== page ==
A tense is the form of the verb usually associated with time. Tenses are the forms of verb that serve primarily to situate a reported action or process within time, either relative to the standpoint of its utterance or relative to another event. The form taken by a verb to indicate time as in past-present-future. Verb tenses are inflectional forms of verbs or verb phrases that are used to express time distinctions. The grammatical term perfect expresses an action or state completed at the time of speaking or at a time spoken of. Continuous or progressive indicates an on-going action.
A form of the verb that shows whether something happens in the past, present or future. Future with going to I'm going to visit my aunt on Sunday. It's going to rain. Future with present continuous He is meeting John for dinner at eight tomorrow. Future with present simple The plane leaves at 9.00 next Saturday. Future with will or shall I'll help with the cleaning. It will be lovely and sunny tomorrow Past continuous, progressive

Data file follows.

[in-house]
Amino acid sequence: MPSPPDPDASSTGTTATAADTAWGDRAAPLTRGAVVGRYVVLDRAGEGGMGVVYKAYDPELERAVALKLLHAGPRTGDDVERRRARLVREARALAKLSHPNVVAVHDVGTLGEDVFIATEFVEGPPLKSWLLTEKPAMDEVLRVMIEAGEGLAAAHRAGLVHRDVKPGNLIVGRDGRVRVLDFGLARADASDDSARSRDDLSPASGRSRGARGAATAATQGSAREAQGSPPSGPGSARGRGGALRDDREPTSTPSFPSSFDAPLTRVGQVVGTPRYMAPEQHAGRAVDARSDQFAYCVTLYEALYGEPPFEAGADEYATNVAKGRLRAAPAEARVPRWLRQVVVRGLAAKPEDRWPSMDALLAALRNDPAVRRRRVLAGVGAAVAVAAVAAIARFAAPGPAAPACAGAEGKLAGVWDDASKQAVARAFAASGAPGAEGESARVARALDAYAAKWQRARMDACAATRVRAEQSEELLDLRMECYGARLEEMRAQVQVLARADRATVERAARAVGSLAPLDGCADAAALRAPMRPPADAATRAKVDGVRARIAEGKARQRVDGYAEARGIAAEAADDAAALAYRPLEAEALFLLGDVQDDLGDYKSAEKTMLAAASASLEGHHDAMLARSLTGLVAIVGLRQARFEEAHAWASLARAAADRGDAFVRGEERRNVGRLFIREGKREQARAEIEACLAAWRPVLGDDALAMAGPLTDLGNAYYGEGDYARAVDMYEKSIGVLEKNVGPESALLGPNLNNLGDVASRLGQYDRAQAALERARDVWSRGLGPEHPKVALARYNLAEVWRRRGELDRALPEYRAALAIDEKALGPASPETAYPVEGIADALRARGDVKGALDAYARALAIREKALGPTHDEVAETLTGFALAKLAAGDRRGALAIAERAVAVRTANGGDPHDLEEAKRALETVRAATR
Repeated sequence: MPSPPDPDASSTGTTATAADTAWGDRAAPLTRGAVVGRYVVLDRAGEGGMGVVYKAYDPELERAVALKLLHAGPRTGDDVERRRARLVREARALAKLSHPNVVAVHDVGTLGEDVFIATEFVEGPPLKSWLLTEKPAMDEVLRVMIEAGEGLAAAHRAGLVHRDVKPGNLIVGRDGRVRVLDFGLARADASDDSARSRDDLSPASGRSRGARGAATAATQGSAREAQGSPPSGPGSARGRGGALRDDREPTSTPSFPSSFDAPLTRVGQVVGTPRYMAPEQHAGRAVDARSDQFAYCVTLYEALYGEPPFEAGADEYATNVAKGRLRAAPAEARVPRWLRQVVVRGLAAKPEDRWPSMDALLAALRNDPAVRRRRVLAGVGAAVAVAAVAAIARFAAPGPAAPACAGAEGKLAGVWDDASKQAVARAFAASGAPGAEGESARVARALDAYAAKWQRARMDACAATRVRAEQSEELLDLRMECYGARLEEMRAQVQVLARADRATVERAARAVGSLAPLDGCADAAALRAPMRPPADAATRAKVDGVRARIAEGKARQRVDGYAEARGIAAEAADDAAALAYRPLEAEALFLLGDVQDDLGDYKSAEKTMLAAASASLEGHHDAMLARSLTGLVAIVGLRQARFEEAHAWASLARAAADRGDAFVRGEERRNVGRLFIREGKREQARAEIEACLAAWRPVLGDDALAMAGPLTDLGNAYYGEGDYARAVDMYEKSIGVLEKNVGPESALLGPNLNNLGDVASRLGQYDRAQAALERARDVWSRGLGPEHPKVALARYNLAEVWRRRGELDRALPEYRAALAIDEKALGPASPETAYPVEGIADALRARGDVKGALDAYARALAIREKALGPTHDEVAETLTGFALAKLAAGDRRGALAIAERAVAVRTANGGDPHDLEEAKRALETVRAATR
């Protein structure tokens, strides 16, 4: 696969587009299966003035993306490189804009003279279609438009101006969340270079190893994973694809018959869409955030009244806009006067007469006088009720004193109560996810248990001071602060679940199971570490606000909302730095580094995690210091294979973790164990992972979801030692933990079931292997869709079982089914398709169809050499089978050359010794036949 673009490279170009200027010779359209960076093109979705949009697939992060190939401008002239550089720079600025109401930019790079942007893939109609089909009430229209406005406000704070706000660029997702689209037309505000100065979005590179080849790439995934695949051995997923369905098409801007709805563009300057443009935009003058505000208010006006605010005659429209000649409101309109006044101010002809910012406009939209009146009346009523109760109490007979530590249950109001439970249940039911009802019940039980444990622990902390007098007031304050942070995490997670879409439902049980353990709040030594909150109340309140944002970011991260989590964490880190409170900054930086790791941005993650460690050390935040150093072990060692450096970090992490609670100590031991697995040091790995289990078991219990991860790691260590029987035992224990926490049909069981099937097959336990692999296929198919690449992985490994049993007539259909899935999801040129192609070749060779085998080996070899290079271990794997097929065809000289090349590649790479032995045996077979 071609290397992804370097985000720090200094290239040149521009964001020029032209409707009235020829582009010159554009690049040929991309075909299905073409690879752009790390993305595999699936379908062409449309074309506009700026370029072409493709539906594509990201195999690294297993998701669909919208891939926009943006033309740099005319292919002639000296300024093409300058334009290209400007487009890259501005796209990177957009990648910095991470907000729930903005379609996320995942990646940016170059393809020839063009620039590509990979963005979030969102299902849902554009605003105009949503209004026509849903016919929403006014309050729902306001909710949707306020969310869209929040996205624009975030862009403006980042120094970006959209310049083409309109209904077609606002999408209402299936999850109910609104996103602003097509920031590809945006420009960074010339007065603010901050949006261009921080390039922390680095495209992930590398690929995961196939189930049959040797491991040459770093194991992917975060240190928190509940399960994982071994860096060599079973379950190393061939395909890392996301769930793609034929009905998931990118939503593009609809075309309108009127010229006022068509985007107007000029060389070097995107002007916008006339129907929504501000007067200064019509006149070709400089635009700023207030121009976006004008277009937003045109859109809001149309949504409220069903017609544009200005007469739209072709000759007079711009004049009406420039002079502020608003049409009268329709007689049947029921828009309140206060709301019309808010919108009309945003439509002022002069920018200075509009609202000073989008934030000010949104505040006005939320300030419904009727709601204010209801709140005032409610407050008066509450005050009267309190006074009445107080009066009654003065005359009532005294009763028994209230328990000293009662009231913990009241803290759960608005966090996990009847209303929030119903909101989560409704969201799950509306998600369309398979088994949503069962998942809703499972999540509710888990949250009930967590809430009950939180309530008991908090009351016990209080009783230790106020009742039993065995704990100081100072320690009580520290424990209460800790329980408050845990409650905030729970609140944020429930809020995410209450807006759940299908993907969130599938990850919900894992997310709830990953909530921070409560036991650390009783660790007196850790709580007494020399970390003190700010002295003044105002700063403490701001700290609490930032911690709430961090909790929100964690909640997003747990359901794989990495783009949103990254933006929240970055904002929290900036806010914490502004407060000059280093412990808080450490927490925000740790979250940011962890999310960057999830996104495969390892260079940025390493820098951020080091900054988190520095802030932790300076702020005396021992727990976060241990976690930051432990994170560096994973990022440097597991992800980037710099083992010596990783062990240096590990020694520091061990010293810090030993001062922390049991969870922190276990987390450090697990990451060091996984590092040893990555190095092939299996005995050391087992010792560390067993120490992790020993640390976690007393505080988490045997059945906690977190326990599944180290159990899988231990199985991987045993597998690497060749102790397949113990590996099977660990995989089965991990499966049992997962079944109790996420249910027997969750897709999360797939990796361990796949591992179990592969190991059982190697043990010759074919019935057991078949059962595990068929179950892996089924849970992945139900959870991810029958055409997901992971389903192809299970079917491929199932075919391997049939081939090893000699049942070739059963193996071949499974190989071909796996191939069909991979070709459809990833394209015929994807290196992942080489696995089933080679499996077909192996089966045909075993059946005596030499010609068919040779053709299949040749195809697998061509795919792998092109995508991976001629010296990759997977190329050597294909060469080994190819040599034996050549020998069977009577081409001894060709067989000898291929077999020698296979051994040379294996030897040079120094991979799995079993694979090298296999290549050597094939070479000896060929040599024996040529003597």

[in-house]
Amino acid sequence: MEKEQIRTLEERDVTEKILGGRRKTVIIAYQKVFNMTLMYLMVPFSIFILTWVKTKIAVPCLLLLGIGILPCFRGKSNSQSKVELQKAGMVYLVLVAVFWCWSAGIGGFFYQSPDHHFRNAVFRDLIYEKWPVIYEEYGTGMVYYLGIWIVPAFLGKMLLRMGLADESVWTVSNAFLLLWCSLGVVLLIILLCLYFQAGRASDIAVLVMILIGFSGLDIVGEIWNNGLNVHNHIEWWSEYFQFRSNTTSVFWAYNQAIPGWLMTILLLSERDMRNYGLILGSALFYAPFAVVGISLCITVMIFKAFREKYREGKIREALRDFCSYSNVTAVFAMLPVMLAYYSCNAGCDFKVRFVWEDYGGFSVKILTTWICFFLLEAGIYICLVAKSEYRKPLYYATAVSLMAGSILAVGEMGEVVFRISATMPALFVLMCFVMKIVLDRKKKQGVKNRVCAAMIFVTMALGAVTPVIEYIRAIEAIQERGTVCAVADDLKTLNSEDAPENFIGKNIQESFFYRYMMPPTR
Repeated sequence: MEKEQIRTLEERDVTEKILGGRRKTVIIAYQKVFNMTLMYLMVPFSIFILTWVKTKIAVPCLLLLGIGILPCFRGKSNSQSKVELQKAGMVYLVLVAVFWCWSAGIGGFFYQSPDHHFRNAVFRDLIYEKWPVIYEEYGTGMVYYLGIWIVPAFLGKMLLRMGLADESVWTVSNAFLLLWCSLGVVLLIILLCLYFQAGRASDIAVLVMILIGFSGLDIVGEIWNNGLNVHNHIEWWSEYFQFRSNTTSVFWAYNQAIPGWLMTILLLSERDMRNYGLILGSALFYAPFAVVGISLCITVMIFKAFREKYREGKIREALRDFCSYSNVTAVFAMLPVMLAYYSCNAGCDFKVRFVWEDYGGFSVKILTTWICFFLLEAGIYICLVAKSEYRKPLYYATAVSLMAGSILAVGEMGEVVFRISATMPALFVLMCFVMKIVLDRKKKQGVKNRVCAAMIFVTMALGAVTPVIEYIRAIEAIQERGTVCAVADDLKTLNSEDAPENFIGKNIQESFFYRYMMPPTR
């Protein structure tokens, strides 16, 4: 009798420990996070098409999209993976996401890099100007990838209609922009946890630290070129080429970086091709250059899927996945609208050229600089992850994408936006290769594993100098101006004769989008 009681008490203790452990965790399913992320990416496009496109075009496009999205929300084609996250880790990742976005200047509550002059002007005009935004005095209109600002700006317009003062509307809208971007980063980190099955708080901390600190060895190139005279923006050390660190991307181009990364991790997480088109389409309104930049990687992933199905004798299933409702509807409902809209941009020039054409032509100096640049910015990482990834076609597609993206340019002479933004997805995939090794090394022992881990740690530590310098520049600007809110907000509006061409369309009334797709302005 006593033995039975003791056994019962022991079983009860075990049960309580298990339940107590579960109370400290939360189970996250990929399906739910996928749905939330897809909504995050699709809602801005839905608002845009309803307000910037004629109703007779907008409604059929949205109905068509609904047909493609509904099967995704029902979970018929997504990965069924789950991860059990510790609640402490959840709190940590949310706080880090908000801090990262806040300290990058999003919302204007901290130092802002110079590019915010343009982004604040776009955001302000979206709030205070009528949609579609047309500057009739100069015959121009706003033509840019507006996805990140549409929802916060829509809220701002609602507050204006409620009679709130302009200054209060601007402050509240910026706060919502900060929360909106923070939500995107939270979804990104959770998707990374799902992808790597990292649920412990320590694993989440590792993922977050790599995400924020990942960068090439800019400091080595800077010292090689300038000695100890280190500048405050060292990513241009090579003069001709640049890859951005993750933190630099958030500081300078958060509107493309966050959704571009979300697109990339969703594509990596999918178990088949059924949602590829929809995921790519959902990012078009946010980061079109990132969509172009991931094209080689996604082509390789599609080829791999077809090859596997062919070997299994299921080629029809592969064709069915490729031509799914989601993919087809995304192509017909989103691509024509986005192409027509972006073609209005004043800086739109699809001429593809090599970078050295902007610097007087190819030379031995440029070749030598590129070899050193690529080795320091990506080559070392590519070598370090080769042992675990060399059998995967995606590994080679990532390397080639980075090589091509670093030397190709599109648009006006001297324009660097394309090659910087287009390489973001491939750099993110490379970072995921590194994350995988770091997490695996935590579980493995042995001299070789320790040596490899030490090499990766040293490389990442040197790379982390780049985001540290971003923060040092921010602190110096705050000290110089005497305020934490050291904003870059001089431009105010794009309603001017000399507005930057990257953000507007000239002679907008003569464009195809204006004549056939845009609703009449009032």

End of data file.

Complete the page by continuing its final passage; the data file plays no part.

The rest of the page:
I was watching TV all evening. Past perfect continuous, progressive I had been studying for three hours so I felt tired. Past perfect simple After I had phoned Mary, I went out.
A verb may take one of the following tenses.
- future perfect
The tense of a verb or a sentence relates to the time when the action or state described by the verb or sentence occurred/occurs/will occur. The main contrast with tense is between past, present and future. Most verbs in English indicate the past/present distinction by inflection. The tense of a verb shows the time of the verb's action. There are six verb tenses: present, present perfect, past, past perfect, future, and future perfect.